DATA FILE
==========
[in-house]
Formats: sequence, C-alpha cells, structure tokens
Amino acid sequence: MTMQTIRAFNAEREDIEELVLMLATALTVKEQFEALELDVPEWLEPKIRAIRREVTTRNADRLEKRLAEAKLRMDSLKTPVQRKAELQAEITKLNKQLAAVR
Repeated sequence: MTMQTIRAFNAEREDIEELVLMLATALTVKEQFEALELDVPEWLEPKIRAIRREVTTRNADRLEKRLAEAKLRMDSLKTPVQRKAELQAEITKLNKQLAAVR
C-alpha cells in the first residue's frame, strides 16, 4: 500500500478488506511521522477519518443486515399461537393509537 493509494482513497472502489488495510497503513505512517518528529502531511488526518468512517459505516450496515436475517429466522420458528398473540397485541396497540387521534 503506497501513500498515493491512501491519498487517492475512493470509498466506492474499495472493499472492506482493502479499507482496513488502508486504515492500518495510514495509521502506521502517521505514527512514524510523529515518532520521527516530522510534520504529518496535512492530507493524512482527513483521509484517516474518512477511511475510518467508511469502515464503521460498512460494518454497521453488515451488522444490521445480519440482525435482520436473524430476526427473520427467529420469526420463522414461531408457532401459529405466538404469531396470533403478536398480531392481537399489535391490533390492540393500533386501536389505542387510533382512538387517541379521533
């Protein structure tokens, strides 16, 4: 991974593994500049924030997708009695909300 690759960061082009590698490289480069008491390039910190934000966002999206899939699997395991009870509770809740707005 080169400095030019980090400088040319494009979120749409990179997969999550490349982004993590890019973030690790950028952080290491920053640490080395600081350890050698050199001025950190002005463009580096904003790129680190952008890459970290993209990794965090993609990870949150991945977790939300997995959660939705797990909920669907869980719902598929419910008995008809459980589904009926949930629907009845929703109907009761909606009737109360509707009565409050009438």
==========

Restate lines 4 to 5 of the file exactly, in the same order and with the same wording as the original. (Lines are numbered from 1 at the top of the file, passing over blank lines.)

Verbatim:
Repeated sequence: MTMQTIRAFNAEREDIEELVLMLATALTVKEQFEALELDVPEWLEPKIRAIRREVTTRNADRLEKRLAEAKLRMDSLKTPVQRKAELQAEITKLNKQLAAVR
C-alpha cells in the first residue's frame, strides 16, 4: 500500500478488506511521522477519518443486515399461537393509537 493509494482513497472502489488495510497503513505512517518528529502531511488526518468512517459505516450496515436475517429466522420458528398473540397485541396497540387521534 503506497501513500498515493491512501491519498487517492475512493470509498466506492474499495472493499472492506482493502479499507482496513488502508486504515492500518495510514495509521502506521502517521505514527512514524510523529515518532520521527516530522510534520504529518496535512492530507493524512482527513483521509484517516474518512477511511475510518467508511469502515464503521460498512460494518454497521453488515451488522444490521445480519440482525435482520436473524430476526427473520427467529420469526420463522414461531408457532401459529405466538404469531396470533403478536398480531392481537399489535391490533390492540393500533386501536389505542387510533382512538387517541379521533